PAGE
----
I saw a couple of interesting papers at the Newberry Graduate Conference this past week. Actually, I saw many interesting papers, but I was only going to mention two of them in this posts. One was about printing in Manila from 1593 through 1800. Controlled by Spanish missionaries some of the earliest works were printed in local vernaculars, as part of their mission. One of the most prevalent publications, however, was accounts of local public festivals that were part of the attempt to spread Spanish culture through the Philippines. The second paper with a history of the book aspect that I wanted to mention focused on 17th century French printed maps (in books and as documents) of the city of Cartagena in what is now Colombia. Cartagena was contested territory between Spain and France at the time and the author suggested that is represented in the maps themselves.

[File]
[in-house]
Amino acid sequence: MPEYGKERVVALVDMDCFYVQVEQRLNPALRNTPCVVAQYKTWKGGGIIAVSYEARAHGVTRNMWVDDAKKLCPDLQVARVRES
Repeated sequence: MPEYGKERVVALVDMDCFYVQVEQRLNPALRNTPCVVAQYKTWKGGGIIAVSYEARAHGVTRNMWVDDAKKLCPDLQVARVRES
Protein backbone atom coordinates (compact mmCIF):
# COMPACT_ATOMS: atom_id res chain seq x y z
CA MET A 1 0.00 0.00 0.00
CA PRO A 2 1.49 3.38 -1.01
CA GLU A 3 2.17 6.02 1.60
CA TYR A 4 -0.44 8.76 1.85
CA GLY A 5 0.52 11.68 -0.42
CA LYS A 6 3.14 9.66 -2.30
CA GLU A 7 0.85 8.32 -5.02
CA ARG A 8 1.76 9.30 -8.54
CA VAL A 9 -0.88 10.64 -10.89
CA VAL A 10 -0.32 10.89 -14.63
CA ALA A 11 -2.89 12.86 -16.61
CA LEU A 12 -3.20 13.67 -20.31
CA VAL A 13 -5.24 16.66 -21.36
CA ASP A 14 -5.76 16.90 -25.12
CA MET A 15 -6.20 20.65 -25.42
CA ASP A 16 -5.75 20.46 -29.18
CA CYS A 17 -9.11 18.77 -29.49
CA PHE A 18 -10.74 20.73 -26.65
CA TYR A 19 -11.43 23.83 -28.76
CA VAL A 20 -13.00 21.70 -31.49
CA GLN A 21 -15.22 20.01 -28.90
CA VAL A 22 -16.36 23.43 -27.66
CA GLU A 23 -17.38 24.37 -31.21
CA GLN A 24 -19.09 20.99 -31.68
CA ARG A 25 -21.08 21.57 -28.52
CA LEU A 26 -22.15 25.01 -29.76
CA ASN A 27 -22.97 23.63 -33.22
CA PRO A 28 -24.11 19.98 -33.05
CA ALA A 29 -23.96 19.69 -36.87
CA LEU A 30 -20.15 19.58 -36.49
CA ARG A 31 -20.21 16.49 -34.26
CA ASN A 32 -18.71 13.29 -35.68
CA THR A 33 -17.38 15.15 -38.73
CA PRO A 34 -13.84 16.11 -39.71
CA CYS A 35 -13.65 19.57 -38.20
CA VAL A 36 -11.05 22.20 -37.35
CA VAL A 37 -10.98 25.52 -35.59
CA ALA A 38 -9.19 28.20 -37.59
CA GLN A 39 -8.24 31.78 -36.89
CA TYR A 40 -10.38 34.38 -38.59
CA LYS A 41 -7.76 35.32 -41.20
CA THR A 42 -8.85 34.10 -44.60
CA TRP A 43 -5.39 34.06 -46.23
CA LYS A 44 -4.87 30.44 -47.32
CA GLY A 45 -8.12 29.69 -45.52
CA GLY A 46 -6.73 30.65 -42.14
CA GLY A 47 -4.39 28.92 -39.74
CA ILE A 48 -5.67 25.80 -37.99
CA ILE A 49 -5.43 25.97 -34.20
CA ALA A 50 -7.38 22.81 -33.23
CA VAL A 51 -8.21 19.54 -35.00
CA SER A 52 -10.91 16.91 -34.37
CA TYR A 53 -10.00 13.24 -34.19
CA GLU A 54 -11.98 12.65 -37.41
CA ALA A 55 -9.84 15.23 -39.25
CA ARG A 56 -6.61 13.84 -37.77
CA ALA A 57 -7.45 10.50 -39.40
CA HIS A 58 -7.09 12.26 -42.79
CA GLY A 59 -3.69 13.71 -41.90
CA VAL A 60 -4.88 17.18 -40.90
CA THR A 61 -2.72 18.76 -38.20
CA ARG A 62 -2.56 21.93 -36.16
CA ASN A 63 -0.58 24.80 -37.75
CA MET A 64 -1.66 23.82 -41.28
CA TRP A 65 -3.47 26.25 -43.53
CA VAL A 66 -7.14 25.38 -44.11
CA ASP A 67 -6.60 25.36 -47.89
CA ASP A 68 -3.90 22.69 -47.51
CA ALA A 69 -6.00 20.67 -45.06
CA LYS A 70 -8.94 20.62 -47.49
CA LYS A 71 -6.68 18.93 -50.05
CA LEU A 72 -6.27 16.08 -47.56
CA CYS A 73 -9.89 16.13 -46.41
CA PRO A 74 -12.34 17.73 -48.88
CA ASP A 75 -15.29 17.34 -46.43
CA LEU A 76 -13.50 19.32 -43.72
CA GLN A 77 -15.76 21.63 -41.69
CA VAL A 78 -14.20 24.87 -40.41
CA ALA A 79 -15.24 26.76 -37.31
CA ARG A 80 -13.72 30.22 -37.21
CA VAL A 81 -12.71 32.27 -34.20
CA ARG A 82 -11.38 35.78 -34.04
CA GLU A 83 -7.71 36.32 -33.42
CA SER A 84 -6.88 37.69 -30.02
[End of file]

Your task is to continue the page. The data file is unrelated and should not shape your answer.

If you’re interested in typography or early Twentieth century printing, here is an interesting link: Hipster Typefaces of the 20s and 30s